The Perioperative and Critical Illness Resilience Lab engages in several areas of research. Our lab operates with a specific vision to restore long-term health for people who experience a critical illness, traumatic injury or complex surgery. Some of our hypotheses are developed by analyzing large data sets. We hope our research can predict who is most vulnerable to a poor outcome so that treatment needs can be adjusted.
Dr. Laudanski launched the Perioperative and Critical Illness Resilience Lab from seminal research conducted by a consortium of scientists funded through a multimillion-dollar glue grant by the National Institute of General Medical Sciences within the National Institutes of Health (NIH). The grant was funded to study the genomic storm that occurs in the body after traumatic injury. The work demonstrated that genomic data could be analyzed rapidly, a speed that improved with the emergence of next-generation genomics.
After receiving a Vision Grant from the Society of Critical Care Medicine, our lab developed animal models of sepsis. We then turned our attention to cardiac surgery as the ultimate model of critical illness. At the same time, we addressed persistent inflammation, which was the first cause of death in our studies. The COVID-19 pandemic provided several opportunities to cross-validate our studies and characterize long COVID-19.
Today, our research focuses on:
- Immune system. We're working to rapidly identify mechanisms that control the expression of DNA as drivers of short-, medium- and long-term performance of the immune system. We have a special interest in favorable, suboptimal and harmful immunostasis after critical illness and complex surgery compared to how the body functioned before illness or surgery.
- Protective mechanisms. Our lab is studying the role of natural protective mechanisms on long-term resilience. We're also studying how a reduction in natural protective mechanisms plays a key role in dampening the inflammatory response.
- Nanotechnology. We're using nanotechnology to understand the performance of the immune system. This approach offers significantly more sophisticated agility and informational value to provide real-time data to healthcare providers than do current technologies.
- Electronic records. Using electronic medical records and digital health signatures as the source of data allows us to better identify genomic predictors of unfavorable clinical outcomes and worsening of health. We're studying ways to predict who will have a suboptimal recovery trajectory and which intervention will be most helpful.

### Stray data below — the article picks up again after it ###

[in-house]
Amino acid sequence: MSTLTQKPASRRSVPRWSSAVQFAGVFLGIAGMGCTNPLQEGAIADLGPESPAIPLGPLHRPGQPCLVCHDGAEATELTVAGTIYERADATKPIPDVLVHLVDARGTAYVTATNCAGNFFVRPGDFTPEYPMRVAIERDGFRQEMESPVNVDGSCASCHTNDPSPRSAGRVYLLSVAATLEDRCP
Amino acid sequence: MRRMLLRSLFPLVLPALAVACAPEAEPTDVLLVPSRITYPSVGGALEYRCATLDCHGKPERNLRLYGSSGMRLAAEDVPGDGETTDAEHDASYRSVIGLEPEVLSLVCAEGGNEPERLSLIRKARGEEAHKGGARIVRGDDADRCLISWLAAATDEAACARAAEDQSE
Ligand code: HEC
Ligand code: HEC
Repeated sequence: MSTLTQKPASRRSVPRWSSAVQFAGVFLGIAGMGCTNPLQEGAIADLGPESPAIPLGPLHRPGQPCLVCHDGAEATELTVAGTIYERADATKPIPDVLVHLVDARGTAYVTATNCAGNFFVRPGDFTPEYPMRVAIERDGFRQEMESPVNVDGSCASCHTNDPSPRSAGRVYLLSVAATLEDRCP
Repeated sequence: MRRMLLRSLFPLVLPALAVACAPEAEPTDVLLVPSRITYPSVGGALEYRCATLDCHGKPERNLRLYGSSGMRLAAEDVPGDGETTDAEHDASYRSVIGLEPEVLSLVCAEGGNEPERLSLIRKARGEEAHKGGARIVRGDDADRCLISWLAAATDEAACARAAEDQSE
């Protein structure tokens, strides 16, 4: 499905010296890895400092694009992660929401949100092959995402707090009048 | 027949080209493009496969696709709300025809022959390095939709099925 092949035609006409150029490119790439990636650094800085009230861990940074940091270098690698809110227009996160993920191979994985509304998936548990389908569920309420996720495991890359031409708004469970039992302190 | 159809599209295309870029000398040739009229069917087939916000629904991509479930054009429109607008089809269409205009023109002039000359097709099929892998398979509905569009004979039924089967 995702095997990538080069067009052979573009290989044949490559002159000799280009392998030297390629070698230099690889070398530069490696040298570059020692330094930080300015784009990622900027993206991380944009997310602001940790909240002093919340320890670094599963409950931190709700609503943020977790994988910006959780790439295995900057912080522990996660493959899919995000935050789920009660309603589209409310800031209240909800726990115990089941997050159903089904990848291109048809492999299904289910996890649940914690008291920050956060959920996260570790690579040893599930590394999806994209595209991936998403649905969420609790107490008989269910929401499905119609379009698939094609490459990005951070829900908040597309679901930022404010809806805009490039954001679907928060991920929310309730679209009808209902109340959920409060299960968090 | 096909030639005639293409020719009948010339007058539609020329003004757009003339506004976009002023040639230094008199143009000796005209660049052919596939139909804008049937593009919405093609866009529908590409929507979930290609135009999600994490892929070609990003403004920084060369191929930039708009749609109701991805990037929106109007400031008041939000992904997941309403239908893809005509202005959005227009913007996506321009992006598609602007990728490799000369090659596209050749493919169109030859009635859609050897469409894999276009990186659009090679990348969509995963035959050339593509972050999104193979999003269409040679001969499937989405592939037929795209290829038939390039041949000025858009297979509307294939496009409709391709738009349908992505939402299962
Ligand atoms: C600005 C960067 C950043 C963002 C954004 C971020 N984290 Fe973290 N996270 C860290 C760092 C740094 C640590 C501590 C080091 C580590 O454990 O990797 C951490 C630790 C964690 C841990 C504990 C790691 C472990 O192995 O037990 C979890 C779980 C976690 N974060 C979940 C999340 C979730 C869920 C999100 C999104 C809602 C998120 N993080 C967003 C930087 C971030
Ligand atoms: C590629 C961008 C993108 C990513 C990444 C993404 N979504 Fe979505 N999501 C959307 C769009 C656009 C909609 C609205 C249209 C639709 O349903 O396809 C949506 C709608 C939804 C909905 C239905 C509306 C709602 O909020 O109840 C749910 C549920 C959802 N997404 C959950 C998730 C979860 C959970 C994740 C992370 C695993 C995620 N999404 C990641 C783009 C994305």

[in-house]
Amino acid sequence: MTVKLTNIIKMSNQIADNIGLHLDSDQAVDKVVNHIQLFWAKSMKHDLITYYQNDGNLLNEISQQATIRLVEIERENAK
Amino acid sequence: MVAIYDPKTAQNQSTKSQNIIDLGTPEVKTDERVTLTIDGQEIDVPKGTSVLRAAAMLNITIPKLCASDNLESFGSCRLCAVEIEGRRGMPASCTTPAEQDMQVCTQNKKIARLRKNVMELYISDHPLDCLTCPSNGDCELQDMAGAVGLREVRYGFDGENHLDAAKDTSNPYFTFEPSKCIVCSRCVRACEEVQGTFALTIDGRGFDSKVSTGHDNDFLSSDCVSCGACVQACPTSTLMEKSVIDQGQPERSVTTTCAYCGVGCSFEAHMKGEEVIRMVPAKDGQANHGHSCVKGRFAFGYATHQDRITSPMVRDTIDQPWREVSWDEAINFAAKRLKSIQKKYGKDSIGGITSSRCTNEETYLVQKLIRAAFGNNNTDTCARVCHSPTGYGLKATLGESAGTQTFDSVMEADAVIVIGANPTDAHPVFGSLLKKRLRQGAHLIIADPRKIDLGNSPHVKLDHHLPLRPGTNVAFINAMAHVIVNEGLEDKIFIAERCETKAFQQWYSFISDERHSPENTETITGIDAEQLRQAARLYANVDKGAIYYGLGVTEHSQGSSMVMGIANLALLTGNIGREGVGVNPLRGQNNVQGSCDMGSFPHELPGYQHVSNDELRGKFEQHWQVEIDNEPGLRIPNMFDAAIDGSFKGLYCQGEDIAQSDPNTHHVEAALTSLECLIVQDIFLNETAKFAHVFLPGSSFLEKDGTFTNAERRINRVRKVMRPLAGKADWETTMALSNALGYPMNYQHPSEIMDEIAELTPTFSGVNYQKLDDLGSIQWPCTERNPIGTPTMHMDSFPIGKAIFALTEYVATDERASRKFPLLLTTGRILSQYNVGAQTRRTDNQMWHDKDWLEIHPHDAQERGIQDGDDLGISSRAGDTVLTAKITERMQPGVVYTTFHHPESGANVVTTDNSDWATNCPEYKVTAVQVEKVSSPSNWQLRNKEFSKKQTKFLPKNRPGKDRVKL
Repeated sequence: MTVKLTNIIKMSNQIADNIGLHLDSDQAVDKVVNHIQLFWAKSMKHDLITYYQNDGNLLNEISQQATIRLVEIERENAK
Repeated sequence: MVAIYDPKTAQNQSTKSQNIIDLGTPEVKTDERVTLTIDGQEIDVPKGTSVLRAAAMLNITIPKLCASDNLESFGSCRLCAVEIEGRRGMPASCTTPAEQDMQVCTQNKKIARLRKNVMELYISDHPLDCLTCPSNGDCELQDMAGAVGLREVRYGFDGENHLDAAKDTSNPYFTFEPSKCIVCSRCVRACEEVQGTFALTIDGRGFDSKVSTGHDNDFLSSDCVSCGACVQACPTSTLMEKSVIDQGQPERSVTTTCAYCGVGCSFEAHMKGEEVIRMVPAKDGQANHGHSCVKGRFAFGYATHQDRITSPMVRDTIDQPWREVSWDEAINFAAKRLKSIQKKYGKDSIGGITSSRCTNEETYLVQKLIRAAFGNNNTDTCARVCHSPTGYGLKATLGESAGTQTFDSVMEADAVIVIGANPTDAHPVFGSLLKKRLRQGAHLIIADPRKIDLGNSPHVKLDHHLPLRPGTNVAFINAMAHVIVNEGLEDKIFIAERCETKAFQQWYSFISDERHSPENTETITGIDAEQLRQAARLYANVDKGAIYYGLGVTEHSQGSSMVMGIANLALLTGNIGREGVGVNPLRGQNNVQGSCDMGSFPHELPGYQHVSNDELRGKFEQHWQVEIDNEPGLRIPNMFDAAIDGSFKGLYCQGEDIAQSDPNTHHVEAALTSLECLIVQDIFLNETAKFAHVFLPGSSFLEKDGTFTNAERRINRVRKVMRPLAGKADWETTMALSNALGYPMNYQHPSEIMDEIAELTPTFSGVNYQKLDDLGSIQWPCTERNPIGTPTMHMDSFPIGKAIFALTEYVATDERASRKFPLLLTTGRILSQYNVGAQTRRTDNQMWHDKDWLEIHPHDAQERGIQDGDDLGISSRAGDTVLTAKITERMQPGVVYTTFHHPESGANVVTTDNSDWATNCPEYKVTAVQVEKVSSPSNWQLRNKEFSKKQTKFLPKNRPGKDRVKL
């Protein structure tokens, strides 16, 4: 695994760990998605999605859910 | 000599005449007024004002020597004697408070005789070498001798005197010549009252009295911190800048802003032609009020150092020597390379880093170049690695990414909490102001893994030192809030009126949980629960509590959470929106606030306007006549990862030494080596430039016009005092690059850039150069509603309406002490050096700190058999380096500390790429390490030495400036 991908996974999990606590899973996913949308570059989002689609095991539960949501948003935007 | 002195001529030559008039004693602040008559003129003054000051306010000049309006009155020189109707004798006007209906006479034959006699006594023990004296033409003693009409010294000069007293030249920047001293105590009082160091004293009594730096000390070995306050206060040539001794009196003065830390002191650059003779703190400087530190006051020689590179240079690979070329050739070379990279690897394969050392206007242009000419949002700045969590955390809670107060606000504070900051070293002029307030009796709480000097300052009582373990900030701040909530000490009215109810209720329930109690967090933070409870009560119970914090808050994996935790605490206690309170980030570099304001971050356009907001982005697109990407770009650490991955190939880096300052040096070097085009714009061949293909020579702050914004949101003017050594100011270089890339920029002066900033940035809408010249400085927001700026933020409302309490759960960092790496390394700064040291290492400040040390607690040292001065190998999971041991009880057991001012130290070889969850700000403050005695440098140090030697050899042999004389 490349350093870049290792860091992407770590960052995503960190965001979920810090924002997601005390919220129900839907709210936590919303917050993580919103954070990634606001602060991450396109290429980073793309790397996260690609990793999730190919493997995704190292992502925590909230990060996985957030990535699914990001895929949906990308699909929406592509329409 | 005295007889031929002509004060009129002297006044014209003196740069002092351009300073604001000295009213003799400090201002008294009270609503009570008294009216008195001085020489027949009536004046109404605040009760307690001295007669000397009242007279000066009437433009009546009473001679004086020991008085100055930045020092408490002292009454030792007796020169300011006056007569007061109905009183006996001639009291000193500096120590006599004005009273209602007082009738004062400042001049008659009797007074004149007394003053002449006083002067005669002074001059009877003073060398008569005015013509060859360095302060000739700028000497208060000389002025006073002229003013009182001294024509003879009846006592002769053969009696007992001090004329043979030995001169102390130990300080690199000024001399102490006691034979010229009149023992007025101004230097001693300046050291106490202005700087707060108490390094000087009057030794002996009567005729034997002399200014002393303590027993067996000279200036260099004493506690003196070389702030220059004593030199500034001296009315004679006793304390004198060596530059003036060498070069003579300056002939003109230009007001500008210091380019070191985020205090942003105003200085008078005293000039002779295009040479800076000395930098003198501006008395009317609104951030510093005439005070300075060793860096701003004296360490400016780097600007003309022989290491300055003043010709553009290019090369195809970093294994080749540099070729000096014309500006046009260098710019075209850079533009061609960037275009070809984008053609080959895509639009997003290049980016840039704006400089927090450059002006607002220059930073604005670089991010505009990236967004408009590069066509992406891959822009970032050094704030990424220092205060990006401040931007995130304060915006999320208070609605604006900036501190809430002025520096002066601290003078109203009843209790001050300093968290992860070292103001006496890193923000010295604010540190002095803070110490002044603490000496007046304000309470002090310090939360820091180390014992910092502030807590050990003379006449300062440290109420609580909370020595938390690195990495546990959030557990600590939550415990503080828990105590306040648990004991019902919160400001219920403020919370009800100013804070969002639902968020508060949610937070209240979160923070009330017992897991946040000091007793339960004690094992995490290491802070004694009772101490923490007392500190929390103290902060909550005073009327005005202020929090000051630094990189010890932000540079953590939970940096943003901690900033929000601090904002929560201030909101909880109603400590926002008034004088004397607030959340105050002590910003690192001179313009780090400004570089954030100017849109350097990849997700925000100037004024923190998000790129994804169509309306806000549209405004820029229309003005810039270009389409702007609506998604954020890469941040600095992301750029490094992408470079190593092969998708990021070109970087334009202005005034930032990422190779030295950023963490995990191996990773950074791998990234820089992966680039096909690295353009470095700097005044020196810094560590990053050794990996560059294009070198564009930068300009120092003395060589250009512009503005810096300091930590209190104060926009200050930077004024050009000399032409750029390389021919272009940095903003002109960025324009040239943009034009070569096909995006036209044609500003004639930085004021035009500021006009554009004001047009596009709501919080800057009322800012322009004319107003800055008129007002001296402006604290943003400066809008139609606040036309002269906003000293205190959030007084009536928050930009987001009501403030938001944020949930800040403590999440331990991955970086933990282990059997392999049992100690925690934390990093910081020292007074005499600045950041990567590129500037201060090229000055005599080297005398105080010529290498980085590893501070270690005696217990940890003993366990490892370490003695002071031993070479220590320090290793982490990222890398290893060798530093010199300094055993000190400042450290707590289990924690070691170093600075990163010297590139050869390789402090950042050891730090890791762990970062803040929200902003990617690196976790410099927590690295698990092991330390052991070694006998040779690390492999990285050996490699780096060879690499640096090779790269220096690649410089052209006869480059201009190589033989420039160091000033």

- Implementing treatment. We're studying ways to improve outcomes through meaningful use of medical treatments — implementing our findings from the lab into healthcare. This involves the ecosystem of healthcare providers, patients and insurance stakeholders.
Key research results
Some of our key research results include:
- Demonstrating the immunological genomic storm in the wake of trauma.
- Finding that the expression of several genes involved in metabolism, immune system performance and tissue remodeling remains deeply affected after sepsis, cardiac surgery and COVID-19.
- Discovering that epigenetic mechanisms may be altered up to three months after elective heart surgery, resulting in suboptimal immune system performance.
- Finding that key mechanisms reducing immune system performance are significantly depleted after COVID-19 and cardiac surgery, coinciding with an increase in biomarkers of degeneration and senescence.
- Demonstrating that using telecare or remote critical care to diagnose clinical worsening as early as possible is an effective tool and can be done with the help of advanced practice practitioners, nurses and respiratory therapists.
- Showing that implementing an algorithm based on artificial intelligence reduces harm and increases effectiveness in delivering care.